Like a lot of lure fishing situations, bring a spread of jig options with you covering different weights, colours and actions. There's a lot of variables that can necessitate a jig change, be it the current picks up and you need a heavier option or a more quick sink profile. Or alternatively you may fish a shallower location and want to back off the weight, or drop your jig size down if the fish are fussy. A good rule of thumb is to start with a jig large enough to comfortably reach the bottom and stay in touch with it and then adjust as required.


There's no point using small, sneaky jigs and then ruining the stealth factor with cumbersome rigging using large swivels, assist hooks that are too big and trace line that's overkill. Try to keep your presentation compact, well balanced and looking like the tasty meal it should be to any lurking predators.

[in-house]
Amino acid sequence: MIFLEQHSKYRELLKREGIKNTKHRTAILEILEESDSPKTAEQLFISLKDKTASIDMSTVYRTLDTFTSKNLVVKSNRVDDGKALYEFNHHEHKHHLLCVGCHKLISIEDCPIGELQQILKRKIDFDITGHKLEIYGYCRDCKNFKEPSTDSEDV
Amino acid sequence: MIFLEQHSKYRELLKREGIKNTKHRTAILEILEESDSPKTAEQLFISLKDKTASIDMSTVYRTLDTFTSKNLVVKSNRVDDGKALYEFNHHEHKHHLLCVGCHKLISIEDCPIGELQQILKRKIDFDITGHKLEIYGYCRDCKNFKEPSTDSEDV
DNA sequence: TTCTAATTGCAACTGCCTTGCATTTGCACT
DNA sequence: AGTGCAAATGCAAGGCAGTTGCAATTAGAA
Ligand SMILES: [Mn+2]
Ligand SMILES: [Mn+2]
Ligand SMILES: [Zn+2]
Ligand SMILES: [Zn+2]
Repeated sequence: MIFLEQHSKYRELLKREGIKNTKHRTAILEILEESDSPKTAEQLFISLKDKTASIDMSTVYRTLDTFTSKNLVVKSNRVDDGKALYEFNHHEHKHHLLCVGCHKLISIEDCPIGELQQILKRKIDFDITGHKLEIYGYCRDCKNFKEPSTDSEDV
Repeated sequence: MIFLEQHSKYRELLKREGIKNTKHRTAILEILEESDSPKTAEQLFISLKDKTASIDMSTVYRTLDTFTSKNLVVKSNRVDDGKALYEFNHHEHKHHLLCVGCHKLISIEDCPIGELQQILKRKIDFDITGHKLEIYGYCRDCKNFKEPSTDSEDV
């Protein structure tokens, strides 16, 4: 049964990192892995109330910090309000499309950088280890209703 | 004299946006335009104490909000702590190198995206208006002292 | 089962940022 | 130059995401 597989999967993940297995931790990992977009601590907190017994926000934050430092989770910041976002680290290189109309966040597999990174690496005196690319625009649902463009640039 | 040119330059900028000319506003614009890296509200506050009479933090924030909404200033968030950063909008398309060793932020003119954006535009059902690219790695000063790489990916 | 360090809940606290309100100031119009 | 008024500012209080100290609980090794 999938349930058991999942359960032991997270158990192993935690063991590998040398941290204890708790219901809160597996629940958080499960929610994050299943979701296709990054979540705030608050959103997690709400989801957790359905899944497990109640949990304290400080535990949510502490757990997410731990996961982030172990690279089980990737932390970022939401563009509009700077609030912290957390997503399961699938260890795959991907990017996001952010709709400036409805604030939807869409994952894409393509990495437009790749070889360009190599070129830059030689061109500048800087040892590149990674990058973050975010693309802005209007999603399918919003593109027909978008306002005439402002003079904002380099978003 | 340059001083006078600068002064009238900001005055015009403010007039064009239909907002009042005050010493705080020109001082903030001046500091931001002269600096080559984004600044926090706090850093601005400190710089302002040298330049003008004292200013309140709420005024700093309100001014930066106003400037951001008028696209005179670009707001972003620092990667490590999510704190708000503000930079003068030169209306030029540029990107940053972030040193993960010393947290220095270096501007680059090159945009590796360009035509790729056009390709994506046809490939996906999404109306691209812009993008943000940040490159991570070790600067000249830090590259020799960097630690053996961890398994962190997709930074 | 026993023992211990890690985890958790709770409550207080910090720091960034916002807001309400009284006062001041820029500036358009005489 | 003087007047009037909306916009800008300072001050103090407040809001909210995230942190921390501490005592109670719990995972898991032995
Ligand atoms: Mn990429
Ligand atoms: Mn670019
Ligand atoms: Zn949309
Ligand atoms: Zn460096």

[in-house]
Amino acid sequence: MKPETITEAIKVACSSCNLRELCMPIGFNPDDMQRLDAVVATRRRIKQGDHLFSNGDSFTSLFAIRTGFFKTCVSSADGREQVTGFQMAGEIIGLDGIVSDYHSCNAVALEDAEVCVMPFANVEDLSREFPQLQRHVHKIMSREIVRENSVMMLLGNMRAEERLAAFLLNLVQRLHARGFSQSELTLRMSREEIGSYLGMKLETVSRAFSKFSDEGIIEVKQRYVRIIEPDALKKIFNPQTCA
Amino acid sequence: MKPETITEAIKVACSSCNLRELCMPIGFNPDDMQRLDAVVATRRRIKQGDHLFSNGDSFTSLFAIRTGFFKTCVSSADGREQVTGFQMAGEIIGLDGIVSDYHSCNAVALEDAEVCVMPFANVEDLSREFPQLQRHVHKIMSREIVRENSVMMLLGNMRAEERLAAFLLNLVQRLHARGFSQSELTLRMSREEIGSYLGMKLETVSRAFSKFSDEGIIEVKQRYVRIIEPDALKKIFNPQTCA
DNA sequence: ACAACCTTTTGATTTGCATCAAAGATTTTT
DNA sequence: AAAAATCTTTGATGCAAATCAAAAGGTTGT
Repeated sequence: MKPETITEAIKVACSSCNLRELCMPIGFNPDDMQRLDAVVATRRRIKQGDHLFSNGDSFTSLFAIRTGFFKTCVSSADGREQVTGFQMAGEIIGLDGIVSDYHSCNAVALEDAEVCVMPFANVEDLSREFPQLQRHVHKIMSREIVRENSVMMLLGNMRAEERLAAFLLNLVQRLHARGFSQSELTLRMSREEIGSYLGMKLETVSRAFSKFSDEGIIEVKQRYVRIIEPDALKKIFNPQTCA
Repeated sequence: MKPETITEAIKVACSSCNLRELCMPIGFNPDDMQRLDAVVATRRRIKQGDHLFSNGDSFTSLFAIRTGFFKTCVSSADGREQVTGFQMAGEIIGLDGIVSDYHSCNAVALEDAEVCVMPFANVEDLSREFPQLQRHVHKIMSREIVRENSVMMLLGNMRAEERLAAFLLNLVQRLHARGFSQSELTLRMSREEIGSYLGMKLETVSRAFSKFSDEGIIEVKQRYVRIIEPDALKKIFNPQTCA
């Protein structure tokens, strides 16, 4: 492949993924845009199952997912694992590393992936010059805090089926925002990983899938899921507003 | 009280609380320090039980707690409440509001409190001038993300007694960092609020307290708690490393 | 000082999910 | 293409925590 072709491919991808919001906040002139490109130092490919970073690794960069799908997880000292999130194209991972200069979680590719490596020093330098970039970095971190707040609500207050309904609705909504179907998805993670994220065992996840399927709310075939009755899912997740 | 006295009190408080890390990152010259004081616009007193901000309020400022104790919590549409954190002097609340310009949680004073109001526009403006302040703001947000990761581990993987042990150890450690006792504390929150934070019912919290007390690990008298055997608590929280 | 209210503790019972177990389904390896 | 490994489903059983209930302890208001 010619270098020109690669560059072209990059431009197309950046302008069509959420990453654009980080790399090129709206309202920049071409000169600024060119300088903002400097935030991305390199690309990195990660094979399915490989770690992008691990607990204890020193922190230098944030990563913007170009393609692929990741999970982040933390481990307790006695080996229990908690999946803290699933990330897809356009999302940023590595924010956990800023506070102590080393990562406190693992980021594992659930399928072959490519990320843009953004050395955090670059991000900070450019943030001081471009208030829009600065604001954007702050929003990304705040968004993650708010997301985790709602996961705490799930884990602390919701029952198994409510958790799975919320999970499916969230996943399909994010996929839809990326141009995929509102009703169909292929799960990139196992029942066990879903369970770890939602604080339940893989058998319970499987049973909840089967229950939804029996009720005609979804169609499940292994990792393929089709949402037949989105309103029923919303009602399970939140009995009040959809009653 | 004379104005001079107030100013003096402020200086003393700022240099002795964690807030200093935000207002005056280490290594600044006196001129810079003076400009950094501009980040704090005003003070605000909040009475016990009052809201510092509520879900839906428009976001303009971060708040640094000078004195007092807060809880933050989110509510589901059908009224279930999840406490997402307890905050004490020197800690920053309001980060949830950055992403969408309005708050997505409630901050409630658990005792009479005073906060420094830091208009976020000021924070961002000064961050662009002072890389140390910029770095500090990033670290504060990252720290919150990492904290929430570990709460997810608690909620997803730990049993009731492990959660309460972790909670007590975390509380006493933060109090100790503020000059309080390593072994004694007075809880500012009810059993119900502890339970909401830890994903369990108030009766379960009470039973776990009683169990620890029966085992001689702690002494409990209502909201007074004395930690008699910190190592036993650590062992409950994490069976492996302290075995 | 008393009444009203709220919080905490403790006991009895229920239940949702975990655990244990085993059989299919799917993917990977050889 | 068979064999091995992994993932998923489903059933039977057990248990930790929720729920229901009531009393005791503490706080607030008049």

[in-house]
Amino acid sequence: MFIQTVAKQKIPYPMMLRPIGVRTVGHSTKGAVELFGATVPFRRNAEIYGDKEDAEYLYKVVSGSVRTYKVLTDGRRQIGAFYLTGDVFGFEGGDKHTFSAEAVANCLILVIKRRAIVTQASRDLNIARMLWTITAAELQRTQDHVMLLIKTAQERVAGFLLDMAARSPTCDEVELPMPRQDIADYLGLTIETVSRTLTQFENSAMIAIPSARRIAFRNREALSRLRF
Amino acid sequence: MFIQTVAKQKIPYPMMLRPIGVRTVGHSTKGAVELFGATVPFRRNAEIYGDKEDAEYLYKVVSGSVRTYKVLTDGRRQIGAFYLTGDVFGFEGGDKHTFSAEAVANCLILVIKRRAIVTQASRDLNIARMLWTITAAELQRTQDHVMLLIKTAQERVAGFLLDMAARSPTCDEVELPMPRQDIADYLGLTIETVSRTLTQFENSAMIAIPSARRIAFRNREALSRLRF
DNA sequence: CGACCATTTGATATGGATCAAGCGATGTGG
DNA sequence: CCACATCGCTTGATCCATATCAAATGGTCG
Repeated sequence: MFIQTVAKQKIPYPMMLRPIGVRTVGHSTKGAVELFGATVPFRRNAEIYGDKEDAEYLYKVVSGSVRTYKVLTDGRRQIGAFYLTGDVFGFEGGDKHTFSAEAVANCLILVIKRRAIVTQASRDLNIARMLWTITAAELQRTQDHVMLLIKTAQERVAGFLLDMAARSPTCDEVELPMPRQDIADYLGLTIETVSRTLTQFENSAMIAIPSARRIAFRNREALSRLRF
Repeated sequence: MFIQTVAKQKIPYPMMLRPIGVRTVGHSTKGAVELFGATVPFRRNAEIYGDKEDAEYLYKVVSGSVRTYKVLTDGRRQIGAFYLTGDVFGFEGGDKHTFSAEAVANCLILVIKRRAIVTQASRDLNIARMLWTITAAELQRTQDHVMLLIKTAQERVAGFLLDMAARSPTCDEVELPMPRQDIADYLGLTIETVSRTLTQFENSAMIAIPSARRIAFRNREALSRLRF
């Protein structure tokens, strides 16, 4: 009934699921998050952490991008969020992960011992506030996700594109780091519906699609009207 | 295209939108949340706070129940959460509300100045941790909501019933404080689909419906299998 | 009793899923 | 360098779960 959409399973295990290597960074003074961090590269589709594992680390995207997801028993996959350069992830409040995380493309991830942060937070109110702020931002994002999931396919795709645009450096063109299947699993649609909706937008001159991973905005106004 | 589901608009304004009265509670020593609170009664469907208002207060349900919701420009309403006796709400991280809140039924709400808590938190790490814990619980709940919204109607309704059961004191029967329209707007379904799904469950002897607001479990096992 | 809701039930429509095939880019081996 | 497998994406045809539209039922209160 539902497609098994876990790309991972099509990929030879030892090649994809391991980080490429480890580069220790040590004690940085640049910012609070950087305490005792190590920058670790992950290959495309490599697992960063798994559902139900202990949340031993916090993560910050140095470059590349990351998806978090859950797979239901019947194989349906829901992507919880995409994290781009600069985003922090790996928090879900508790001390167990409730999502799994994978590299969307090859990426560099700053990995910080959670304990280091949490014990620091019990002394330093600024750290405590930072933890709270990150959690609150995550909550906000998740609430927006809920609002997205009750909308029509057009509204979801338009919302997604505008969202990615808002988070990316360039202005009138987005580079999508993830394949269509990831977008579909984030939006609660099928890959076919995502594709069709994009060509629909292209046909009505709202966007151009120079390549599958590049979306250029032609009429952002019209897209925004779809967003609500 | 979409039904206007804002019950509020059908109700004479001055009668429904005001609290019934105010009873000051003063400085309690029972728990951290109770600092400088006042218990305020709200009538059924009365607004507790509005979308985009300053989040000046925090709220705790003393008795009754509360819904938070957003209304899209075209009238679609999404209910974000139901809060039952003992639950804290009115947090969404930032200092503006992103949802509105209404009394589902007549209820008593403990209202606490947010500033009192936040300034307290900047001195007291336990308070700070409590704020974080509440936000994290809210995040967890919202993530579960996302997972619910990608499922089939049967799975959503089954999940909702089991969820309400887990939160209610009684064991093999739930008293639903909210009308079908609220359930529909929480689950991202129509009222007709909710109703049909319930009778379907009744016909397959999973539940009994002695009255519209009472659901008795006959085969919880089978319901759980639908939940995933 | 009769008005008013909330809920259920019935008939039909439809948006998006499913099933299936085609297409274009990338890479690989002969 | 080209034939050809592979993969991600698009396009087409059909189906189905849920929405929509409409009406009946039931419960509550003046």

Likewise with outfits, be practical by all means, but there's no need to bring fish up cross-eyed. In fact if you fish too heavy and bully fish you'll lose a lot due to assist hooks bending and simply tearing free. While micro jigging isn't quite bream fishing, still try and err on the side of sneaky lure delivery where you can, and during hard bites it'll really pay off.


Transforming your jig into a seafood feast is possible by adding a soft silicon squid skirt to the assist hook. It'll add another dimension to the jig, and enable the jig to be fished slower if need be and still be eaten by browsing type feeders like snapper, deepwater whiting and many other fish. On the slow days it could just be the difference. 


Given you can be using relatively light mainline, leaders and at times fine gauge assist hooks, regular checking of all potential weak points of your micro jig tackle system should be done. Hook tips and assist cord can be damaged by fish, leaders can take wear on reef and fish mouths, and joining knots can weaken. Big fish and fairly light gear means you need all aspects performing faultlessly to come out on top!